The Anti-Defamation League on Sunday condemned The New York Times over an article about the Israeli Defense Ministry’s work during the coronavirus pandemic, saying the paper used “sensationalist, degrading and demonizing language.”
The letter to the paper, penned by CEO Jonathan Greenblatt, joins similar criticism from Israel’s envoys in Washington and New York over the article published Thursday.
The report, about Israel’s dozens of teams, from a variety of backgrounds, all working toward defeating the coronavirus, was headlined “Israeli Army’s Idea Lab Aims at a New Target: Saving Lives,” and began: “The Israeli Defense Ministry’s research-and-development arm is best known for pioneering cutting-edge ways to kill people and blow things up, with stealth tanks and sniper drones among its more lethal recent projects. But its latest mission is lifesaving…”
“Wow. That’s sensationalist, degrading and demonizing language. Would The Times use the same verbiage to describe the US Department of Defense?” wrote Greenblatt.
“The Israeli Defense Ministry’s research and defense arm is in fact critical to Israel’s defense and security. In the face of murderous regimes like the Islamic Republic of Iran, the Lebanese terrorist group Hezbollah, and a reign of terrorism from Palestinian suicide bombers, tunnels and homemade rockets targeting civilians,” he said, noting that “Israel’s military has unfortunately had no choice but to innovate again and again over the years to protect its people from harm.”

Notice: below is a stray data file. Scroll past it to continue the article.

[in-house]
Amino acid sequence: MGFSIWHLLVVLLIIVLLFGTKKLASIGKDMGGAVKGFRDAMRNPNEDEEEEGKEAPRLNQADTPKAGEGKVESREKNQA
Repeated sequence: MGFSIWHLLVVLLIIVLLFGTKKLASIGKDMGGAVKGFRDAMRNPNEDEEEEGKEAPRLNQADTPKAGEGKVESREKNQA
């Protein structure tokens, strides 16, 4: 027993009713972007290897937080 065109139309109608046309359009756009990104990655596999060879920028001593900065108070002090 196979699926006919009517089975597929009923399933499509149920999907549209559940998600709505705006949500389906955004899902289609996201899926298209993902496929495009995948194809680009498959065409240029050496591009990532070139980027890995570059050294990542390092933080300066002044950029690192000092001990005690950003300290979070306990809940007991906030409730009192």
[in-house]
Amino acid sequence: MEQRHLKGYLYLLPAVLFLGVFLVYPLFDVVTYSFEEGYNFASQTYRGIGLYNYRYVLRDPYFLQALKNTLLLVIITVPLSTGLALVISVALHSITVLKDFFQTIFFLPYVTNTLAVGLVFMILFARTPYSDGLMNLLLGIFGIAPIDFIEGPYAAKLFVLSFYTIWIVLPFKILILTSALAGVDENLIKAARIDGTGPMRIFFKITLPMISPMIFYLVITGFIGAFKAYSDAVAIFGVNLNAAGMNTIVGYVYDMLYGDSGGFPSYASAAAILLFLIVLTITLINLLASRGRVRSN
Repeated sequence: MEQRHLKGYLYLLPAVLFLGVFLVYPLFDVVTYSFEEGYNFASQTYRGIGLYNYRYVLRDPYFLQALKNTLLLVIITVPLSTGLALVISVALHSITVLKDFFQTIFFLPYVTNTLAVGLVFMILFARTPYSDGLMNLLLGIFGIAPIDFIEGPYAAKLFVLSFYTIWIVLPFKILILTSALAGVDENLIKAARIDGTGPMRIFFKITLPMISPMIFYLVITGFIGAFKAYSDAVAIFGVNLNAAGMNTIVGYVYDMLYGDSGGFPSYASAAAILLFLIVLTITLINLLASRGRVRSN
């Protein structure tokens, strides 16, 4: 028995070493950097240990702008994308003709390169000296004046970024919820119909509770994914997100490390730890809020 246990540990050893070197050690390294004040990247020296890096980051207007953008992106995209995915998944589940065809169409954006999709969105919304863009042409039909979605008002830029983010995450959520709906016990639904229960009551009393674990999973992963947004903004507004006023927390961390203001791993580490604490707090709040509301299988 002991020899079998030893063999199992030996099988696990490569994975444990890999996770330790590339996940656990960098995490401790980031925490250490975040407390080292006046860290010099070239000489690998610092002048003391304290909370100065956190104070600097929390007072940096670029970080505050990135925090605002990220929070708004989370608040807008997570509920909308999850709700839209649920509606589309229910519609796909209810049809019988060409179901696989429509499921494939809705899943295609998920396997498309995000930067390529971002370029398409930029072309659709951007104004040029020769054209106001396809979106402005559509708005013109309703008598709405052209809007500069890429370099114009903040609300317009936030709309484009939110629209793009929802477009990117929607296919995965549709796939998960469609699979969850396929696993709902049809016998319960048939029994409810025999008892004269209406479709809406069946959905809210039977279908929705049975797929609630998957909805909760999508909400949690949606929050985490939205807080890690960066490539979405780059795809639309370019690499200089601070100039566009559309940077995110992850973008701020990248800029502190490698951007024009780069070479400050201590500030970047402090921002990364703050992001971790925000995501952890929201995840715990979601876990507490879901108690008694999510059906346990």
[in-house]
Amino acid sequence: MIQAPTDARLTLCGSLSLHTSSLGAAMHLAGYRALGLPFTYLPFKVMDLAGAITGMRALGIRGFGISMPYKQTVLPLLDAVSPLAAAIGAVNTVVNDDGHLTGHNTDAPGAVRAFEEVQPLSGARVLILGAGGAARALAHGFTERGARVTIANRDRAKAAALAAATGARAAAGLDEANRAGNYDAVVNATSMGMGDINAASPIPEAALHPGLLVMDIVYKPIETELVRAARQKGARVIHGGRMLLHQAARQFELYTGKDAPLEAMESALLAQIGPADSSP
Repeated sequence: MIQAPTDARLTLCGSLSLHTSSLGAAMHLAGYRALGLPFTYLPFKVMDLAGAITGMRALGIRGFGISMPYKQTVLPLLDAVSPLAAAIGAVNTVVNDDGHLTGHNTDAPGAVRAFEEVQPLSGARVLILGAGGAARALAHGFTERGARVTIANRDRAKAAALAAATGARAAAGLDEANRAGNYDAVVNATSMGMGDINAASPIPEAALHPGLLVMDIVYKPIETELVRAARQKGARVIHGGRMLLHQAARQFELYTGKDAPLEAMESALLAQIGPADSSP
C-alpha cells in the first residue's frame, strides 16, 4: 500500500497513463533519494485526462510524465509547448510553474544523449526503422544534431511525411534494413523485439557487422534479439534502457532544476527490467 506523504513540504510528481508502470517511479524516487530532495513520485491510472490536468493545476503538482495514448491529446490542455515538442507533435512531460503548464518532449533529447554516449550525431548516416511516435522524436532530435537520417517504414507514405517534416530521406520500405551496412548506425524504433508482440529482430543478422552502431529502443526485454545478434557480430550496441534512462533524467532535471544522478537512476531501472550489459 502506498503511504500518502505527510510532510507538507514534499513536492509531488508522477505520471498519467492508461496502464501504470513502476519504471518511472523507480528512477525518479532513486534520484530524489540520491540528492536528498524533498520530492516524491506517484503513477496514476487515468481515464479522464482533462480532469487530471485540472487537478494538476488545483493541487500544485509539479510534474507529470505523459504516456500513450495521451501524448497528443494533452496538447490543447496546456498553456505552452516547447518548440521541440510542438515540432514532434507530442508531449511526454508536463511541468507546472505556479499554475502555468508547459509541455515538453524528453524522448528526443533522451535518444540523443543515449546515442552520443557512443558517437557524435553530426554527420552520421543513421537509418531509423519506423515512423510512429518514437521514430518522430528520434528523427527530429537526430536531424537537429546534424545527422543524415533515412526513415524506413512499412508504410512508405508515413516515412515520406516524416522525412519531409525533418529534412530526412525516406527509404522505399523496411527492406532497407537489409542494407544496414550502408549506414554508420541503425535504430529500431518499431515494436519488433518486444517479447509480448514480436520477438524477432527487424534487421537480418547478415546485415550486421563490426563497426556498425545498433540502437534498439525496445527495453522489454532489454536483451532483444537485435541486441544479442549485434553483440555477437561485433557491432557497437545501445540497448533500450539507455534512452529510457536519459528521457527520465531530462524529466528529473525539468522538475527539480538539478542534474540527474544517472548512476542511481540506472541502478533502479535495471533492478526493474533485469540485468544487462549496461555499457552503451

“This gratuitous opener not only diverts attention from this unique story, but also seems to call into question Israel’s legitimate defense needs. The Times can do better,” he wrote.
On Friday, Israel’s Ambassador to the US Ron Dermer slammed the paper, saying it was libeling and demonizing Israel by unfairly depicting the ministry’s research and development branch as being best-known for pioneering ways to kill people.
— Amb. Ron Dermer (@AmbDermer) May 8, 2020
“The @nytimes, which buried the Holocaust, is best known for pioneering ways to libel and demonize the Jewish State. Now it is doing the same,” wrote Dermer on Twitter, referring to criticism in the past that the newspaper, and others, failed to recognize and publicize the plight of European Jewry during World War II.
Last year, Dermer called The New York Times a “cesspool of hostility towards Israel” after it published a caricature that the paper has since acknowledged was anti-Semitic and for which it later apologized.
Israel’s consul general in New York, Dani Dayan, also criticized Thursday’s article, drawing attention to the Iron Dome and David’s Sling missile defense systems, which were developed by the same teams profiled in the story.
“‘The Israeli Defense Ministry’s R&D arm is best known for pioneering cutting-edge ways to save innocent lives, with Iron Dome & David Sling among its more famous recent projects. Under the pandemic it continues to save lives.’ I edited it for you @nytimes. Now it’s fit to print,” Dayan tweeted, referencing the newspaper’s slogan.
The New York Times article highlights Israeli innovations in the fields of diagnostic testing, tracking technology and telemedicine. In addition, it takes a look at Beersheba’s Soroka Medical Center, where Israel Aerospace Industries has adapted jet and helicopter cockpit controls for the storage and analysis of information on coronavirus patients.
The article focuses on the work done by the Directorate of Defense Research and Development, which is led by Gen. Danny Gold, who is best known as the innovator of the Iron Dome missile defense system.
“In Israel, if there is a mission that has to be done, it’s like a war,” Gold told the newspaper. “Everybody drops what they’re doing, tunes into the mission and works on the mission with a lot of energy and creativity.”